I remember while I was young and searching for love I always told myself that I would be a great wife to any man.
My idea of a great wife was cooking, cleaning, tending and being intimate with my husband. I had a lot to learn.
A few years after we got married I noticed something was missing on my part. My husband was happy but I felt lacking in the wife department. It was small but I figured out what it was, Listening.
After a while of being together, my husband became a better partner because he started listening/watching me closer. He learned what made me tick and what made me cry or hurt. It was easy to know what made me happy but studying me to know more about me turned him into the best husband ever.
So now it was my turn. I was doing everything expected as a wife except listening to my husband speak.
I would hear him all the time but I was never really listening. He would tell me about his day and I would half listen. He would give me pointers or his opinion and I would half take them because I disregarded his advice. He would tell me the stove was hot and I would say no it wasn’t and get burned.
At some point, I saw a need from my husband for me to be present more. Physically I was always there but I wasn’t very vocal or cooperative in the relationship. I was more concerned about myself and what I wanted or needed.
As long as he was fed, tended to and sexually satisfied I was happy. I began to notice he wasn’t talking to me as much or talking to others who listened better. That’s when I decided to be a better listener.
I stopped worrying about my small concerns and listened to everything.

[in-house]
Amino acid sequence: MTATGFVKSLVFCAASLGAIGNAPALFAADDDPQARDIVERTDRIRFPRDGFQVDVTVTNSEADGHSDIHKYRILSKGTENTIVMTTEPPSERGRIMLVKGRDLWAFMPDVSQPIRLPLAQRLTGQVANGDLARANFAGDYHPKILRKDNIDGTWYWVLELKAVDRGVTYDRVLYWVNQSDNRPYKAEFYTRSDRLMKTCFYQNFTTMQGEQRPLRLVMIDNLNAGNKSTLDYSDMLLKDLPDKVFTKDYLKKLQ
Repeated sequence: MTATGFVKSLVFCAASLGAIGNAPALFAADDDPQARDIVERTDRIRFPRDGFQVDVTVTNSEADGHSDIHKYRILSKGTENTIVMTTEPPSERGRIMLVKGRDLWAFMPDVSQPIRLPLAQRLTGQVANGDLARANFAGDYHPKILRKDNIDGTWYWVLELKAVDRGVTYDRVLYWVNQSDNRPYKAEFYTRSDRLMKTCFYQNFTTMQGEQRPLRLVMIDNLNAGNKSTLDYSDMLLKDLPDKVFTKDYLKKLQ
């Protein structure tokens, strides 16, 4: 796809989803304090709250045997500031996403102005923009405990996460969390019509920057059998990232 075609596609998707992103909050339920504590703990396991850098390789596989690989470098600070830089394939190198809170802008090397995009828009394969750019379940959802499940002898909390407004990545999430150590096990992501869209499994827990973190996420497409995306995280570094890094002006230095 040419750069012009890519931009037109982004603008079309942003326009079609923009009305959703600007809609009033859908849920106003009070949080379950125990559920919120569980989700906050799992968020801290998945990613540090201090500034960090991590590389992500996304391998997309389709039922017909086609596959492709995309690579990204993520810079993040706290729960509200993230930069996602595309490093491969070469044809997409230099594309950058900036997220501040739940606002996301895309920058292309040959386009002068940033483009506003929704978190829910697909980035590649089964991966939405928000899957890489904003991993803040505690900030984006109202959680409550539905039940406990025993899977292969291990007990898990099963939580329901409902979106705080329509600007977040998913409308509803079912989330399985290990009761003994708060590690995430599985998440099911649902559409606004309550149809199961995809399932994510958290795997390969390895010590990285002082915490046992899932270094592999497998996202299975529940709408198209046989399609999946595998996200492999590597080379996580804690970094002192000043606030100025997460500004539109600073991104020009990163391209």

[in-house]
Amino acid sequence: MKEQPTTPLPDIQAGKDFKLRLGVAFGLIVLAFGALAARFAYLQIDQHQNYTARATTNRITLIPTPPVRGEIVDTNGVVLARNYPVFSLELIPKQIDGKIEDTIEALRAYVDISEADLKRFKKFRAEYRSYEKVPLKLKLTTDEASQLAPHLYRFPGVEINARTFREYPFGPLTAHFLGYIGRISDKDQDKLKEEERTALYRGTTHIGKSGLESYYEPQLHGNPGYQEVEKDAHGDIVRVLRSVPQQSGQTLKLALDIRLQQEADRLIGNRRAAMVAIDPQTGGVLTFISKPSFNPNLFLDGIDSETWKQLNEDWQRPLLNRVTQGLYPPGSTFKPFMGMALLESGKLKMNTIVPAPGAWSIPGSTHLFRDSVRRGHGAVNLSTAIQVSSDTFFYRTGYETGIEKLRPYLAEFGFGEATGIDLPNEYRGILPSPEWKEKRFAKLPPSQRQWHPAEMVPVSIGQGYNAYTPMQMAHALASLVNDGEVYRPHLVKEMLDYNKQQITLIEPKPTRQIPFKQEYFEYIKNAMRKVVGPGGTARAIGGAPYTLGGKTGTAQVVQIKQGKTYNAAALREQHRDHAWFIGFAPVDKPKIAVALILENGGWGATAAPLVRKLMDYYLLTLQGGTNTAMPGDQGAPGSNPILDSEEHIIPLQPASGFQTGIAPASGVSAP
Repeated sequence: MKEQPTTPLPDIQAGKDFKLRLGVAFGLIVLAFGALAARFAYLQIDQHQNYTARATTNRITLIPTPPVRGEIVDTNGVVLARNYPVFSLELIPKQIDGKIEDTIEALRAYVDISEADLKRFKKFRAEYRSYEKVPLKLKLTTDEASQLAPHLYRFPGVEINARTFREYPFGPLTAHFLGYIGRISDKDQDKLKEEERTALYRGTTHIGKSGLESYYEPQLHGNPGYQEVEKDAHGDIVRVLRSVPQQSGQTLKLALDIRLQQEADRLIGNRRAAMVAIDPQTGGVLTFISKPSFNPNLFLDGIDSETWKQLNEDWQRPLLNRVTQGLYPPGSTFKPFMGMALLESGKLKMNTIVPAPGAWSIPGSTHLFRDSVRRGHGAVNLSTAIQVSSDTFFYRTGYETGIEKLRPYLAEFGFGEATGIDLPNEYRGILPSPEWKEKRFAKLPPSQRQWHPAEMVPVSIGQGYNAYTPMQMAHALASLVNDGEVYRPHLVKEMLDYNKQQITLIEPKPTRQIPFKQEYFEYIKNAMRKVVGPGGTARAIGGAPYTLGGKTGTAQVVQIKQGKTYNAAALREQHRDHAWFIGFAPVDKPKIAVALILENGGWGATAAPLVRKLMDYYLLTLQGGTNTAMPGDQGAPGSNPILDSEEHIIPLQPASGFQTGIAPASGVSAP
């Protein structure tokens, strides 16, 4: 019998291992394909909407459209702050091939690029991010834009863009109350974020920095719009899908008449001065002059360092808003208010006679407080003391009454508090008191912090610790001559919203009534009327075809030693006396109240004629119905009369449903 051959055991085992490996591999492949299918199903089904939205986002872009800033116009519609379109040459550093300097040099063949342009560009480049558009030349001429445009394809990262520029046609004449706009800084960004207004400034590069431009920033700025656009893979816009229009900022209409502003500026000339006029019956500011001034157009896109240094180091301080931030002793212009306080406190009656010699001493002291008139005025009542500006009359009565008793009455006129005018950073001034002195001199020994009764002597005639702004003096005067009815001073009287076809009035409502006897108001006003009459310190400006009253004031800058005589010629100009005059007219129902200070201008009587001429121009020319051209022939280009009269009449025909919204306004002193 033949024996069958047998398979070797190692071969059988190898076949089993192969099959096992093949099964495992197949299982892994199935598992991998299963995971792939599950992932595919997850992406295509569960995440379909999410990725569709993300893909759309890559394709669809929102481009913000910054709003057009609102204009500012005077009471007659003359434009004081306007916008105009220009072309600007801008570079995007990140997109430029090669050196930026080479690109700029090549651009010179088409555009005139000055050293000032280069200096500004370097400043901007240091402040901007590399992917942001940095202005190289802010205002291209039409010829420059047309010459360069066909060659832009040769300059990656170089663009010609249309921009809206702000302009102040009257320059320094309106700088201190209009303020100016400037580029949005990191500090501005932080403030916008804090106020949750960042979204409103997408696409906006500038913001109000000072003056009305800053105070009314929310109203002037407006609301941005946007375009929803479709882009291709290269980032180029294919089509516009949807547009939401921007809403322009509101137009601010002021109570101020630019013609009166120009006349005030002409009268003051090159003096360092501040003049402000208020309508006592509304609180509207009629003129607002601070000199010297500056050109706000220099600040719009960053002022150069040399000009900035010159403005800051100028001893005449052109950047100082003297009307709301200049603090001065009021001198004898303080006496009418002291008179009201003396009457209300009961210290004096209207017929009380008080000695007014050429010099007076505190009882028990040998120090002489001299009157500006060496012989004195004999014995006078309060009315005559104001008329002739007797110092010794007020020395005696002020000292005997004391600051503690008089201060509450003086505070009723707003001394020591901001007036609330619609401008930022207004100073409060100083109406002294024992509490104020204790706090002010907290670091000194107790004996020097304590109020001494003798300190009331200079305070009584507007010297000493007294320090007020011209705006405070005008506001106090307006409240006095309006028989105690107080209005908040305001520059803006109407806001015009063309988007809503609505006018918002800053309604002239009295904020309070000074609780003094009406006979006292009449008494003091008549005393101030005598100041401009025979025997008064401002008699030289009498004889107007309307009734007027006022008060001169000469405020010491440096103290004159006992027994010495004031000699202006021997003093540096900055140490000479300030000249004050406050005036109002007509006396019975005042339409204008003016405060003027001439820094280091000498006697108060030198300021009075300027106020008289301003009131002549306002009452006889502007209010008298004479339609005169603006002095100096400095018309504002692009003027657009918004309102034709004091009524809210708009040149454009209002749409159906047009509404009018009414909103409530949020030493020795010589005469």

I listened to how his day went in the car after work. I listened to his business proposals and even gave feedback. I listened to his advice and stopped asking others theirs as well or instead.
I listened to his parenting advice and stopped acting like I always knew all the answers myself. I listened to his goals, dreams, and stories and made some of them mine as well.
Once I started listening we became a bigger force. Now we’re working together and getting to know what teamwork is really like. All along it was him learning me and now it’s my turn to learn him.
I know what makes him tick, what grinds his wheels, what makes him smile, what his heart desires in life and how his mind works. We are no longer just husband and wife we are now married.
Founder, Perfection Hangover
Oftentimes, couples fall into the comfortability trap.
Life becomes routine, and self-care and romance go out the window. It is so vital for us, as women, to take care of ourselves.
Take some time away from the spouse and kids to treat yourself. You can do so by making a massage appointment, taking a drive by yourself for 30 minutes, or making it a priority to have a girls’ night or weekend.
We also tend to shy away from telling our partner what we truly need and want from them and asking them what makes them happy. By communicating our needs and offering that which we desire to our partner, we are drawn closer to our spouse, reigniting the spark.